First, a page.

The kibbutz later sent him to take a course in agriculture at the Weizmann Institute. where he met Rachel. Ten years later they got married and immediately after the wedding went to Cornell where he was to receive a Ph.D. also in economics. (More than 30 years later, his son Nadav — Debra’s husband — also received a doctorate from that university. He teaches customer service to executives in Israeli companies and graduate students. His siblings also are academics: Assaf is a professor of the history of Chinese medicine at Tel Aviv University and Nitzan is a psychologist.)
Ya’akov spent the rest of his career teaching at Tel Aviv University and as a business and financial consultant.
Nadav says his father taught him to be independent, to do it yourself. He also remembers how much his father loved going on trips with the family in Israel from Sinai to the Golan, and all over Europe and the U.S.
Debra says her father-in-law, who died 10 years ago, was always kind, a very quiet person who truly loved his family, and had so much joy with all of his grandchildren.
Moshe Mechtinger, daughter number three Abby’s father-in-law, was born in Krakow, Poland, in 1927. His parents brought him to British Mandatory Palestine when he was 10 years old.
Like Ya’akov, he was a member of the Palmach, and he fought in the War of independence. For a time, he was one of David Ben-Gurion’s personal guards.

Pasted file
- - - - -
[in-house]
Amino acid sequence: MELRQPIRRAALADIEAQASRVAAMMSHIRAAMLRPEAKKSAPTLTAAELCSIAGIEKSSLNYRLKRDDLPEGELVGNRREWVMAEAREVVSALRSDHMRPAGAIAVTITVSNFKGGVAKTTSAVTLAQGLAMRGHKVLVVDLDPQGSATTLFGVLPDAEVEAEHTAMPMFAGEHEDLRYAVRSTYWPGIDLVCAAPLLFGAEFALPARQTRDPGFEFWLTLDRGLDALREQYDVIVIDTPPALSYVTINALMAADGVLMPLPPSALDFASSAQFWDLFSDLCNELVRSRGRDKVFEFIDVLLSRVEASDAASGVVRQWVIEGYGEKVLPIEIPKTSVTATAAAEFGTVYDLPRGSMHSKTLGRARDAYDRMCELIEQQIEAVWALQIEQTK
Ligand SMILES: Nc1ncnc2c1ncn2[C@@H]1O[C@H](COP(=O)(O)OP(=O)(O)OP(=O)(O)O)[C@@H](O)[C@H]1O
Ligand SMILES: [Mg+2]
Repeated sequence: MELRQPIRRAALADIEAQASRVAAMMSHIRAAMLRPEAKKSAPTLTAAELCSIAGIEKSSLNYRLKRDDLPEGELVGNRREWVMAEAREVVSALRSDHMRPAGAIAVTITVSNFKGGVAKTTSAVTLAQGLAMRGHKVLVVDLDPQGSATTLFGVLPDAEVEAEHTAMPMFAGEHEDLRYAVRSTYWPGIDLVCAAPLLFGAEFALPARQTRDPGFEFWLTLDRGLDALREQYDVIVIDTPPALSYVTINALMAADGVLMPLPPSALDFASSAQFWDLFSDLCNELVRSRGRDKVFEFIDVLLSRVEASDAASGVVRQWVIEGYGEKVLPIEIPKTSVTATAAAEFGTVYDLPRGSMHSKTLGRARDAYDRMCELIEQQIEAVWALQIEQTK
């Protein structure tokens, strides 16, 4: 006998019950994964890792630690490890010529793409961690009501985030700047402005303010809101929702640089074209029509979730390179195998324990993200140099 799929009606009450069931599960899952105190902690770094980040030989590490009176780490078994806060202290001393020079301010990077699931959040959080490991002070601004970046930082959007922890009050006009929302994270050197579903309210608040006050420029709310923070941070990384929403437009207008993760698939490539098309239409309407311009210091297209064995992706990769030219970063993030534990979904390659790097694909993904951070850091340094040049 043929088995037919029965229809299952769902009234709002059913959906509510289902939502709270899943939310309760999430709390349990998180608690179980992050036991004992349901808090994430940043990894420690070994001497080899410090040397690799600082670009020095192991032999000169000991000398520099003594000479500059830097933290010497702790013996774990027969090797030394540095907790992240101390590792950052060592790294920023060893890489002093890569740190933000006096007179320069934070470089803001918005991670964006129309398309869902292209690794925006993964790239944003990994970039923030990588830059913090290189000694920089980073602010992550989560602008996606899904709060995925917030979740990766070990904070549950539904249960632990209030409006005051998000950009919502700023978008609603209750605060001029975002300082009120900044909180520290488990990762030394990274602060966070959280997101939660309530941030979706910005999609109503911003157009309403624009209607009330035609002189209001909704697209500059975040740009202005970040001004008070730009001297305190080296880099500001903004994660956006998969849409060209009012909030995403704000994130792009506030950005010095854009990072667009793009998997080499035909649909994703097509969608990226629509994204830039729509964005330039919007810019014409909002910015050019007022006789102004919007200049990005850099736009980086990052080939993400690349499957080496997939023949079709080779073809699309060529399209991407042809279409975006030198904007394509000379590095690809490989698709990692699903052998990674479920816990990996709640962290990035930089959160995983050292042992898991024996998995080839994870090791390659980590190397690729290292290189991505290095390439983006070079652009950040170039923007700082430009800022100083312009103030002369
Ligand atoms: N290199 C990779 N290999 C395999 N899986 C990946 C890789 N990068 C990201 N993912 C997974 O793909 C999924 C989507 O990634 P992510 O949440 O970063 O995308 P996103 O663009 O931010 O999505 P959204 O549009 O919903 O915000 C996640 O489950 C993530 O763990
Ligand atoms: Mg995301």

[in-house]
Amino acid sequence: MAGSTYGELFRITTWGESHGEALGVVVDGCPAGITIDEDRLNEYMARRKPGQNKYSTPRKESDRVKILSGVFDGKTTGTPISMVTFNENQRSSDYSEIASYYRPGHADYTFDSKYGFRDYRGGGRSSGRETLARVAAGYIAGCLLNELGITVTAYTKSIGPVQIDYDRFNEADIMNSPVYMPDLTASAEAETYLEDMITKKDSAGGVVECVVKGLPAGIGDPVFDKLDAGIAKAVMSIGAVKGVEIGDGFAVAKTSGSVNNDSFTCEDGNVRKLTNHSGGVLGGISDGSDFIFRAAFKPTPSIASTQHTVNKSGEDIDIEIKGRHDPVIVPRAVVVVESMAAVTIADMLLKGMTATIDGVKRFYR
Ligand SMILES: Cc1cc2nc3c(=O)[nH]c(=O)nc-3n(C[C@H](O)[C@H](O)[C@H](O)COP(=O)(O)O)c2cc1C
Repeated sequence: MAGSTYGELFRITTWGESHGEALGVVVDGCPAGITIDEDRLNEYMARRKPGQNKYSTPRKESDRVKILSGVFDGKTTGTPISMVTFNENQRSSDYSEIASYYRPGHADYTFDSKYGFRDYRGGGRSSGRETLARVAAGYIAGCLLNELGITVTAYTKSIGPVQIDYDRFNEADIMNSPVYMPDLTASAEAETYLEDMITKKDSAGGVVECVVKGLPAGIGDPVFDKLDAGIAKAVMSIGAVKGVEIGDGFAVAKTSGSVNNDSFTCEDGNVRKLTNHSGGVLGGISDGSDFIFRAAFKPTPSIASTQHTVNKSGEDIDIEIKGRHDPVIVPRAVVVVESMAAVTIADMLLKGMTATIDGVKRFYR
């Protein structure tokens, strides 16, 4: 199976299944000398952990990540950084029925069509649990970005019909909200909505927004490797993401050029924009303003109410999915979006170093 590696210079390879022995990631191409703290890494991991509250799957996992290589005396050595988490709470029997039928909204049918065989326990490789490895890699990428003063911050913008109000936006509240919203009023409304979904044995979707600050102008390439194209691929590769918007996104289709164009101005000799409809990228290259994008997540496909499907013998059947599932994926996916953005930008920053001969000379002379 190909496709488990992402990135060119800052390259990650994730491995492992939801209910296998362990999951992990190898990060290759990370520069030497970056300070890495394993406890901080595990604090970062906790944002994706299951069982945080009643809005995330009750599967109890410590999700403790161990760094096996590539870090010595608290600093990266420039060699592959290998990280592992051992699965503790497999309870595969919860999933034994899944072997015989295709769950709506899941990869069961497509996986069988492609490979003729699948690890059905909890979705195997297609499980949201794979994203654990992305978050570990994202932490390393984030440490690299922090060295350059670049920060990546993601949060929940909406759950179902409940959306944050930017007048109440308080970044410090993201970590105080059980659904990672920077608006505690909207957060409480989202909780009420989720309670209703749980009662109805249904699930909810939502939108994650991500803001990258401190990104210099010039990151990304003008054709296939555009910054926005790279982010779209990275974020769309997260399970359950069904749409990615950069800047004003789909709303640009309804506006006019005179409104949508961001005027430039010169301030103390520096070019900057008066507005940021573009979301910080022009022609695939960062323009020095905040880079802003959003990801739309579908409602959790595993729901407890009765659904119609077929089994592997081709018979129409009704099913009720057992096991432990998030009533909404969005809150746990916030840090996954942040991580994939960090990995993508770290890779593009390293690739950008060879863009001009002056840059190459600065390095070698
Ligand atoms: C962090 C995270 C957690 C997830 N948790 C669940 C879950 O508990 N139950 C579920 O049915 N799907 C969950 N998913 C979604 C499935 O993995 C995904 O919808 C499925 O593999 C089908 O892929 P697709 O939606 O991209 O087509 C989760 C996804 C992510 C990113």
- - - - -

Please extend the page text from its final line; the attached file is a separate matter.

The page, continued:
Moshe lived in south Tel Aviv as did his future wife, Shulamit. They met through a mutual friend. This kind of marriage between an Ashkenazi man and a woman whose family came from Yemen is relatively rare in Israel. When such unions take place, often the families reject the marriage partner form the other community. But in this case, the opposite occurred: both families lovingly accepted the person from the other community and became close.
Moshe was a printer, working for the government printing house (HaMadpis HaMemshalti), which prints government documents. Later, he worked for Davar, owned by the Histadrut labor union and closely connected to the Labor Party.
When he was young, recalls Meir — Moshe’s youngest son and, more to the point, number three’s husband — his father would take the family on trips that included hiking, usually in an organized group.
“My father was always very patient and always did the right thing for his family,” Meir says. “He was kind and funny in his very own way. He always wanted the best for me and my brothers and did everything he could to make sure we got it.
“Even though he was not well educated, he knew a lot. I remember solving crossword puzzles together on Saturday afternoons.”
Moshe died four years ago.
As in the case of Yitzhak, Moshe’s sons have not let their father’s lack of formal education slow them down. Meir’s brother Ran is a chemical engineer and his other brother Ofer works as a manufacturing practical engineer.
Meir received a bachelor’s in electrical engineering and is working on his master’s in engineering management. He currently manages a team of software engineers for a major American manufacturer of sound equipment.
As I said, my fellow grandfathers were good, remarkable men. While all four grandmothers are still with us, I am the only living grandfather in my family.
This gives me a daunting sense of responsibility.
Veteran journalist Aaron Leibel writes for The Jerusalem Post and Washington Jewish week. He is the author of the acclaimed memoir, Figs and Alligators: An American Immigrant’s Life in Israel in the 1970s and 1980s, available from Amazon in Kindle and paperback, Barnes and Noble, and at every local bookstore in the U.S. and Canada.
Design by Steven S. Drachman from an image by Brett Sayles / Pexels